• A corollary of this is that the ratio of the free and bound forms of SO2 can provide important information about the state of both white and red wines. SO2 binds very strongly to acetaldehyde and microorganisms present in wine. Thus if a wine contains a very high proportion of bound SO2 compared to free SO2, it can be an indicator that oxidation or microbial spoilage has occurred, and if a change in this ratio during the maturation of a wine is identified, then the causes for the change should be investigated immediately.

Bearing these properties in mind, what factors can be taken into account when determining how much SO2 a particular wine needs? The levels recommended by Rankine (1989) for both white and red table wines provide a good starting point (Table 1). Based on the AWRI’s problem solving experience, these values should be considered as the minimum concentrations required to prevent oxidation and to inhibit microbial growth.

Table 1. Free SO2 levels recommended by Rankine


Wine type pH Concentration mg/L
White table wines pH 3.00 to 3.20 0 to 20 mg/L free SO2
pH 3.21 to 3.40 20 to 30 mg/L free SO2
pH 3.41 to 3.50 30 to 50 mg/L free SO2
pH > 3.50 50 plus mg/L free SO2
Red table wines pH 3.40 to 3.60 10 to 20 mg/L ‘apparent1′ free SO2
or 50 to 150 mg/L total SO2
pH > 3.60 > 20 mg/L ‘apparent’ free SO2 or
> 150 mg/L total SO2

1. Rankine (1989) points out that the ‘apparent’ free SO2 in red wines is predominantly loosely bound to anthocyanin pigments, and so does not have true chemical significance, but still can be considered a useful measure.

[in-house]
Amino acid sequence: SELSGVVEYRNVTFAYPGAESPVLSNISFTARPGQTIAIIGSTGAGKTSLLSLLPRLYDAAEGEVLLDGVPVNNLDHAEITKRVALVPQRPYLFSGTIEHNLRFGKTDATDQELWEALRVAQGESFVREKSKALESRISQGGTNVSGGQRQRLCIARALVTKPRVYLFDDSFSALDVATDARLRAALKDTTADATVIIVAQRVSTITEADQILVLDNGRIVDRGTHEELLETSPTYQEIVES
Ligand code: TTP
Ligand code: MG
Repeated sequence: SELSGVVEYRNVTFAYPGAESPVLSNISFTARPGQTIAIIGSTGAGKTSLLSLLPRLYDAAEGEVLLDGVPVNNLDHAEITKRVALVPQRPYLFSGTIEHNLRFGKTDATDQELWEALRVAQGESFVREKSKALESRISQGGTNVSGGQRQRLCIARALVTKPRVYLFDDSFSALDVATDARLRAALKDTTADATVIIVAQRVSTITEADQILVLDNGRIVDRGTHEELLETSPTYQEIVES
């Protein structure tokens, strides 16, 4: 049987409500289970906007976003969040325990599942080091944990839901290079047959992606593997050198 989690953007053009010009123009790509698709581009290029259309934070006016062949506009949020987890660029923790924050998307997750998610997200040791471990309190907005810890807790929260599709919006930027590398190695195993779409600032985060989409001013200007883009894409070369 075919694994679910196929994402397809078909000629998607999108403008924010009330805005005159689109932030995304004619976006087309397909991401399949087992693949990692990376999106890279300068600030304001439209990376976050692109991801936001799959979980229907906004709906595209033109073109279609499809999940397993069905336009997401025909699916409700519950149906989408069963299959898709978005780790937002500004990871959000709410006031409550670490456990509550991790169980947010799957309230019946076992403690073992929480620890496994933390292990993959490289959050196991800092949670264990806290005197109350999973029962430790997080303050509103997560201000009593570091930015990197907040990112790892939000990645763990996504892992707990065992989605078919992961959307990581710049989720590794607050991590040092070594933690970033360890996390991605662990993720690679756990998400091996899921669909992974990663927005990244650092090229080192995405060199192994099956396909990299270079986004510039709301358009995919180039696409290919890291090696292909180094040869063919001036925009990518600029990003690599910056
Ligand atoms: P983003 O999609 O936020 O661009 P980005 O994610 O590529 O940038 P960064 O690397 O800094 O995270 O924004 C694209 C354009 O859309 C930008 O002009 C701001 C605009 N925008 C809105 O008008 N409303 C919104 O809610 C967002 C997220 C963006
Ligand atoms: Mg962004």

As a general rule, the style of wine being produced also needs to be considered when SO2 concentrations at packaging are determined. All other things being equal, if a wine is intended for medium to long term storage it will require a greater concentration of SO2 than a wine intended for consumption over a shorter time frame. However, it should be remembered that wine packed in bladder packs, for instance, may be intended for early consumption, but may also lose SO2 rapidly after packing due to the oxygen permeability of the bladder material.

An additional consideration is the clarity of the wine. If a wine is hazy, free SO2 in the wine is likely to be rapidly bound up and therefore rendered ineffective at preventing oxidation and microbial growth. Thus, all other things being equal, adding SO2 to a more clarified wine is likely to result in a greater proportion of the SO2 addition being yielded in the useful free form. However, this should not be taken to imply that if a wine is hazy then SO2 should not be added, rather, a high degree of clarity should be maintained throughout the maturation period. Clarification (usually filtration or centrifugation) of hazy wine before bottling is therefore strongly recommended in order to achieve the highest possible concentration of free SO2 at bottling. At all stages of winemaking it is very important to ascertain what a haze in wine consists of, and if a haze proves to contain viable microorganisms, filtration should be considered essential.